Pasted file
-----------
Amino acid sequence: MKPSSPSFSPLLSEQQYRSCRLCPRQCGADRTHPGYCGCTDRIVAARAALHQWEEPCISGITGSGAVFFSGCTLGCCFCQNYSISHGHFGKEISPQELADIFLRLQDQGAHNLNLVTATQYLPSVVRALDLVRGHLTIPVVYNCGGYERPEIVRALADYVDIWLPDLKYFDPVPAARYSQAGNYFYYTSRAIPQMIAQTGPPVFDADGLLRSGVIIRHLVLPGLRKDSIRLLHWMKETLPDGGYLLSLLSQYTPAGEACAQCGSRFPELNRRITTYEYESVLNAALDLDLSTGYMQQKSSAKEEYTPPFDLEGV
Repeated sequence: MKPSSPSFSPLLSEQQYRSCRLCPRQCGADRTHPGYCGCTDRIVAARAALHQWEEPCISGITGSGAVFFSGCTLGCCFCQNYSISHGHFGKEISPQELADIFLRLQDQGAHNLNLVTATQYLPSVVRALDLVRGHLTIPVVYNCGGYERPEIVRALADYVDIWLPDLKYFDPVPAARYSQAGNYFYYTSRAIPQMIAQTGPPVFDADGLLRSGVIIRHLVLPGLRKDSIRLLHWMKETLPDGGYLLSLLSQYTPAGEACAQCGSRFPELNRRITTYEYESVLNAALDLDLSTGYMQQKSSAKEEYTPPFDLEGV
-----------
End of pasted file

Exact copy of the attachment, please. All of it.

Amino acid sequence: MKPSSPSFSPLLSEQQYRSCRLCPRQCGADRTHPGYCGCTDRIVAARAALHQWEEPCISGITGSGAVFFSGCTLGCCFCQNYSISHGHFGKEISPQELADIFLRLQDQGAHNLNLVTATQYLPSVVRALDLVRGHLTIPVVYNCGGYERPEIVRALADYVDIWLPDLKYFDPVPAARYSQAGNYFYYTSRAIPQMIAQTGPPVFDADGLLRSGVIIRHLVLPGLRKDSIRLLHWMKETLPDGGYLLSLLSQYTPAGEACAQCGSRFPELNRRITTYEYESVLNAALDLDLSTGYMQQKSSAKEEYTPPFDLEGV
Repeated sequence: MKPSSPSFSPLLSEQQYRSCRLCPRQCGADRTHPGYCGCTDRIVAARAALHQWEEPCISGITGSGAVFFSGCTLGCCFCQNYSISHGHFGKEISPQELADIFLRLQDQGAHNLNLVTATQYLPSVVRALDLVRGHLTIPVVYNCGGYERPEIVRALADYVDIWLPDLKYFDPVPAARYSQAGNYFYYTSRAIPQMIAQTGPPVFDADGLLRSGVIIRHLVLPGLRKDSIRLLHWMKETLPDGGYLLSLLSQYTPAGEACAQCGSRFPELNRRITTYEYESVLNAALDLDLSTGYMQQKSSAKEEYTPPFDLEGV